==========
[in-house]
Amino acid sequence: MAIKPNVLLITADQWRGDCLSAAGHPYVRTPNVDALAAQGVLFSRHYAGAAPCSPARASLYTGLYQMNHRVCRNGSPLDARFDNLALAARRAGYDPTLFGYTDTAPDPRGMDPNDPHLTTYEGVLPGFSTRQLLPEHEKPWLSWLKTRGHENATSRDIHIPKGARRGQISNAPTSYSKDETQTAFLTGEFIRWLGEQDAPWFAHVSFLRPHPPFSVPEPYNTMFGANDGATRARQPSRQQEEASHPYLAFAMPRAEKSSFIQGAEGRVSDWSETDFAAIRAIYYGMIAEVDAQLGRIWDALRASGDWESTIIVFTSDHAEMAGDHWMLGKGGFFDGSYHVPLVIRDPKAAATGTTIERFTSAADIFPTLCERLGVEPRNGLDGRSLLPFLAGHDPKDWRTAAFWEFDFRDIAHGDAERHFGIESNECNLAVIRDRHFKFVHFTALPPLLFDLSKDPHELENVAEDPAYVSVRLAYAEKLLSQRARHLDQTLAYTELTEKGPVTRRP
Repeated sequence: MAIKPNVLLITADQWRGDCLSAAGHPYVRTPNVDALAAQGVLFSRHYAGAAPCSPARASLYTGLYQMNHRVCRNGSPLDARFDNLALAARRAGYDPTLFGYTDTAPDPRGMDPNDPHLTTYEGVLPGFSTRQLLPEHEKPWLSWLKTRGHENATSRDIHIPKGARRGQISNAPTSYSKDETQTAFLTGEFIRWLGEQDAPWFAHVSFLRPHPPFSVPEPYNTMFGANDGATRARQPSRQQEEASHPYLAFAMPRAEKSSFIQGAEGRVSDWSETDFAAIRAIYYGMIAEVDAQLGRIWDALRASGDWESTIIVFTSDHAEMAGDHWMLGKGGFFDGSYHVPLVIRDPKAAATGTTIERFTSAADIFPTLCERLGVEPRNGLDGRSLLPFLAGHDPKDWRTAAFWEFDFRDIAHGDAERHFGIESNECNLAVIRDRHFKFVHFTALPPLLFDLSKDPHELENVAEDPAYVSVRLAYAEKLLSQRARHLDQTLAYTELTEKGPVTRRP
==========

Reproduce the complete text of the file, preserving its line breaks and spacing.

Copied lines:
[in-house]
Amino acid sequence: MAIKPNVLLITADQWRGDCLSAAGHPYVRTPNVDALAAQGVLFSRHYAGAAPCSPARASLYTGLYQMNHRVCRNGSPLDARFDNLALAARRAGYDPTLFGYTDTAPDPRGMDPNDPHLTTYEGVLPGFSTRQLLPEHEKPWLSWLKTRGHENATSRDIHIPKGARRGQISNAPTSYSKDETQTAFLTGEFIRWLGEQDAPWFAHVSFLRPHPPFSVPEPYNTMFGANDGATRARQPSRQQEEASHPYLAFAMPRAEKSSFIQGAEGRVSDWSETDFAAIRAIYYGMIAEVDAQLGRIWDALRASGDWESTIIVFTSDHAEMAGDHWMLGKGGFFDGSYHVPLVIRDPKAAATGTTIERFTSAADIFPTLCERLGVEPRNGLDGRSLLPFLAGHDPKDWRTAAFWEFDFRDIAHGDAERHFGIESNECNLAVIRDRHFKFVHFTALPPLLFDLSKDPHELENVAEDPAYVSVRLAYAEKLLSQRARHLDQTLAYTELTEKGPVTRRP
Repeated sequence: MAIKPNVLLITADQWRGDCLSAAGHPYVRTPNVDALAAQGVLFSRHYAGAAPCSPARASLYTGLYQMNHRVCRNGSPLDARFDNLALAARRAGYDPTLFGYTDTAPDPRGMDPNDPHLTTYEGVLPGFSTRQLLPEHEKPWLSWLKTRGHENATSRDIHIPKGARRGQISNAPTSYSKDETQTAFLTGEFIRWLGEQDAPWFAHVSFLRPHPPFSVPEPYNTMFGANDGATRARQPSRQQEEASHPYLAFAMPRAEKSSFIQGAEGRVSDWSETDFAAIRAIYYGMIAEVDAQLGRIWDALRASGDWESTIIVFTSDHAEMAGDHWMLGKGGFFDGSYHVPLVIRDPKAAATGTTIERFTSAADIFPTLCERLGVEPRNGLDGRSLLPFLAGHDPKDWRTAAFWEFDFRDIAHGDAERHFGIESNECNLAVIRDRHFKFVHFTALPPLLFDLSKDPHELENVAEDPAYVSVRLAYAEKLLSQRARHLDQTLAYTELTEKGPVTRRP